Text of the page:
In 2000, Hillary Clinton asked Bill to manage her historic campaign for the U.S. Senate. Working at the head of a vast grassroots operation, he helped re-introduce Mrs. Clinton to New Yorkers and deliver her message about prioritizing children and families, securing her a decisive victory in a highly competitive campaign.
Two years later, Bill started his service on the New York City Council, representing the diverse Brooklyn neighborhoods of Park Slope, Sunset Park, Boro Park, Carroll Gardens, Cobble Hill, Windsor Terrace, Red Hook, and Kensington.
In his eight years on the City Council, Bill focused his efforts on improving public education, engaging parents, expanding affordable housing, and protecting New York’s middle-class and working poor. He wrote landmark tenants’ rights legislation to protect affordable housing and end landlord discrimination for everyday New Yorkers. Bill also was a vocal advocate for services designed to support fragile families and vulnerable children. After the tragic death of seven-year-old Nixzmary Brown in 2006, he investigated the case as Chair of the Council’s General Welfare Committee, holding four hearings examining the City’s role in fighting child abuse.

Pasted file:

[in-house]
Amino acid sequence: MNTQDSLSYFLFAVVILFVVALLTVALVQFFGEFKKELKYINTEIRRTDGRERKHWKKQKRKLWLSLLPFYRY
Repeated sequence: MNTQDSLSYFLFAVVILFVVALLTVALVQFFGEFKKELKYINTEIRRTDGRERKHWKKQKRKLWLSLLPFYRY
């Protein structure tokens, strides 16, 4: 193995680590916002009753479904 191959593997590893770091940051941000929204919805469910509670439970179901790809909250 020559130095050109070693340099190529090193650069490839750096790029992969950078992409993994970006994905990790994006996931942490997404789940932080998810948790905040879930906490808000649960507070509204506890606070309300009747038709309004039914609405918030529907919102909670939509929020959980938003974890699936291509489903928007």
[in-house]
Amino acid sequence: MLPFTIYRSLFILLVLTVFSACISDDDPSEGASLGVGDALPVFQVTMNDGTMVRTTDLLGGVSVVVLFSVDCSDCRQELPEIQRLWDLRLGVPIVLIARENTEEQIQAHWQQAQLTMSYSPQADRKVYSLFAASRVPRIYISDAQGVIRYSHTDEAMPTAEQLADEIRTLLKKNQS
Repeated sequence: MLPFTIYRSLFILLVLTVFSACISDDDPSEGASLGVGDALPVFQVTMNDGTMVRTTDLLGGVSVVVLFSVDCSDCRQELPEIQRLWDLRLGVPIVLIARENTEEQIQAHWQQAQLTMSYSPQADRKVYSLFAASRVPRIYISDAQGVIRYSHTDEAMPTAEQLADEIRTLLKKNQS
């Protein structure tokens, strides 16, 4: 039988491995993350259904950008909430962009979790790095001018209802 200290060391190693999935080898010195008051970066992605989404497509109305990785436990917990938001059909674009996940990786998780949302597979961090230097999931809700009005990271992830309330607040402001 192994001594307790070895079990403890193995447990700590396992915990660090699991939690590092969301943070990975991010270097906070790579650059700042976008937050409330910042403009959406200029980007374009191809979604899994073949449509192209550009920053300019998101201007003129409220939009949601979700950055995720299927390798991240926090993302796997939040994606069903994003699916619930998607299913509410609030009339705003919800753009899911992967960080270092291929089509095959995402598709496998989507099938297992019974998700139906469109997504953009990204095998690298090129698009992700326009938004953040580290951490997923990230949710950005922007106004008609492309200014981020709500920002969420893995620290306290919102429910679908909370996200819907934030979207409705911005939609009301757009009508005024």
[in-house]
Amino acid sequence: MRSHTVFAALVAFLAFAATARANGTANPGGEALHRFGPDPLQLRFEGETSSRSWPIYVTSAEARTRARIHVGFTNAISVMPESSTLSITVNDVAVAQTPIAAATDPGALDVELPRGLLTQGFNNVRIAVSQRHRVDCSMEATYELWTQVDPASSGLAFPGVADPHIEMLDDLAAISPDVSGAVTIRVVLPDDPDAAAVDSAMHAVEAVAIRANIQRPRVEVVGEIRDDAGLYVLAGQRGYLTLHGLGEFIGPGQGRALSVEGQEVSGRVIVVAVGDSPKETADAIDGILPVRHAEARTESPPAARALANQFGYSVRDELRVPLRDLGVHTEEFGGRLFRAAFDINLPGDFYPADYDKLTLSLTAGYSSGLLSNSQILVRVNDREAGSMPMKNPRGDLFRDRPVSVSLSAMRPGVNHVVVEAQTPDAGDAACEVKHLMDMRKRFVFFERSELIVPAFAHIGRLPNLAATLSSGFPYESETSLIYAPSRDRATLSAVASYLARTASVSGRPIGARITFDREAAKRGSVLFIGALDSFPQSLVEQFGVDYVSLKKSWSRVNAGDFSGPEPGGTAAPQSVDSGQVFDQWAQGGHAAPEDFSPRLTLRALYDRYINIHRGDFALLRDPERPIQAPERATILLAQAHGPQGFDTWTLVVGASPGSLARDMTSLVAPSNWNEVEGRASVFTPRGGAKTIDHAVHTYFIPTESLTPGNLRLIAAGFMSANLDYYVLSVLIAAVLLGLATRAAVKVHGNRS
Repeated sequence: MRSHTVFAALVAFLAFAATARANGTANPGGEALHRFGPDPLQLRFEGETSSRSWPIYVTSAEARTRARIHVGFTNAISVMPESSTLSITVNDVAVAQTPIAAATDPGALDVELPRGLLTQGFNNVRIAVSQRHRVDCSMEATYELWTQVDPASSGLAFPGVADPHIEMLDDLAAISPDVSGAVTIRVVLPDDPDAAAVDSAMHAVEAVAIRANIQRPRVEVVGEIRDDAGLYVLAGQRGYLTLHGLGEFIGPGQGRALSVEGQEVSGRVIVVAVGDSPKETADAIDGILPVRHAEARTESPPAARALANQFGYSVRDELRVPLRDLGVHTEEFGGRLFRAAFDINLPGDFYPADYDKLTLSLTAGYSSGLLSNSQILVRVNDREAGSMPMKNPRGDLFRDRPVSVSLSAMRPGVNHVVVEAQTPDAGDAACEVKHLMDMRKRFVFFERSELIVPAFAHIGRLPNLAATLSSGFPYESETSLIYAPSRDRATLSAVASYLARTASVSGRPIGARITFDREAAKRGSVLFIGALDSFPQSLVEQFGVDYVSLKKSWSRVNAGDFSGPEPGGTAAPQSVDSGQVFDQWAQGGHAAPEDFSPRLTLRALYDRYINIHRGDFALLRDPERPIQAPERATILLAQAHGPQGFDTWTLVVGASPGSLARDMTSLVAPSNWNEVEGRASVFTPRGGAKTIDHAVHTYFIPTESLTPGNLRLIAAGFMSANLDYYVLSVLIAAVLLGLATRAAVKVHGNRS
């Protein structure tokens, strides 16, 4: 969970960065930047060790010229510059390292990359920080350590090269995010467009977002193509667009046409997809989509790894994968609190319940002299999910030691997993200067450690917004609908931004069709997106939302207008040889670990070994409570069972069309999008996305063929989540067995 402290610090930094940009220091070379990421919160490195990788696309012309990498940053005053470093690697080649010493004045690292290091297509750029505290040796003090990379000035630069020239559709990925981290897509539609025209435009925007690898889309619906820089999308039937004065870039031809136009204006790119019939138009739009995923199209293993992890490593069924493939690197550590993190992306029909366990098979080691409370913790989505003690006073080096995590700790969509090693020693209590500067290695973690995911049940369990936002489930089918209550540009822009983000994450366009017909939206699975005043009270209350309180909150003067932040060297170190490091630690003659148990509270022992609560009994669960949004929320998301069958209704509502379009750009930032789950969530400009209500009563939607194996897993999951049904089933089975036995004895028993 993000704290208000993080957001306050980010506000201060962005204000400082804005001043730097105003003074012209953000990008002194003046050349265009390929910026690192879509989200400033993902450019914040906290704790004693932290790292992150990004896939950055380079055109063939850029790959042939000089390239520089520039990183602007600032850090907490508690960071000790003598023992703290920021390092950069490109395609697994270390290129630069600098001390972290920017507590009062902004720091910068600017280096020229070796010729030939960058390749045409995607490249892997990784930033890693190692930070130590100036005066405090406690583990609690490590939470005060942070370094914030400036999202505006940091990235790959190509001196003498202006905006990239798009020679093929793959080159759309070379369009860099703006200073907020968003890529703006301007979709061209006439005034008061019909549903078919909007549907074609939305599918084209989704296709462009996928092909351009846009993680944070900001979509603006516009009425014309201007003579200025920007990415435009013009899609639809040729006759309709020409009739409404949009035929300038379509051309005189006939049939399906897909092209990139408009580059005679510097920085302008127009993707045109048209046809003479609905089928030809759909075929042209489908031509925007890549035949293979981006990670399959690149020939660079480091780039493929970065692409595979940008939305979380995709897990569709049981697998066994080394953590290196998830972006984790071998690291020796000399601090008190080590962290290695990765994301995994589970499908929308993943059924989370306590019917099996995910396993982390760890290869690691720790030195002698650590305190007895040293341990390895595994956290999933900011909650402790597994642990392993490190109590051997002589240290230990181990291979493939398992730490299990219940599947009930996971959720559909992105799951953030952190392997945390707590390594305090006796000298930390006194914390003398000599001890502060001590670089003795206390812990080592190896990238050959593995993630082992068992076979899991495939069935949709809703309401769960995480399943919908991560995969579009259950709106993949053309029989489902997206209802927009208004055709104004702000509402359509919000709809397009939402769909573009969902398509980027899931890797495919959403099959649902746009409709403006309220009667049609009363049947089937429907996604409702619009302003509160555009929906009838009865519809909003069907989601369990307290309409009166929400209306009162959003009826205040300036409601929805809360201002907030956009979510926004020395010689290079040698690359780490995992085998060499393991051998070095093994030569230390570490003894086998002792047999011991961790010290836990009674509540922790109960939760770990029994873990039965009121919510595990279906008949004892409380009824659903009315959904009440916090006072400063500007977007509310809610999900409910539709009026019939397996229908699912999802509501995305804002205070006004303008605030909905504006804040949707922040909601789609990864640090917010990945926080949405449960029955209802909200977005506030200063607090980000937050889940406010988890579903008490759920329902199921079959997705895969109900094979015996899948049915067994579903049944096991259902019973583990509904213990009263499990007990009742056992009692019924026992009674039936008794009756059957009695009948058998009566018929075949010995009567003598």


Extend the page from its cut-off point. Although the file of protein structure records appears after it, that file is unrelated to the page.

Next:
In 2010, Bill was sworn in as New York City Public Advocate, the second-highest citywide elected office. As Public Advocate, Bill launched the “NYC Worst Landlords Watchlist” to publicly identify landlords who took advantage of everyday New Yorkers, pressing them to improve building maintenance and upkeep. Bill made his voice heard across our city as a forceful advocate for stronger representation and services for the millions of workers who are the foundation of New York City’s economy.
As mayor, Bill is committed to making sure every child gets a great education, protecting our streets and our communities, and building a city where New Yorkers from all five boroughs can start businesses, raise their families, and afford to live in their own neighborhoods.
Photo Credit: NYC.gov
Officials & brands stand up for human rights on Saint Patrick’s Day by refusing to march in parade’s discriminating against gay & bisexual men & women. NYC Mayor Martin Walsh & Boston Mayor Bill De Blasio skip their city’s parades as well as eminent brands Guinness, Sam Adams & Heineken.
“Guinness has a strong history of supporting diversity and being an advocate for equality for all. We were hopeful that the policy of exclusion would be reversed for this year’s parade,” the brewer said in a written statement issued by a spokesman for its parent company, Diageo.
“So much of our Irish history has been shaped by the fight against oppression,” Walsh, the city’s first Irish-American mayor in 20 years, said in a statement.
“I simply disagree with the organizers of that parade in their exclusion of some individuals in this city,” De Blasio said in a news conference at City Hall.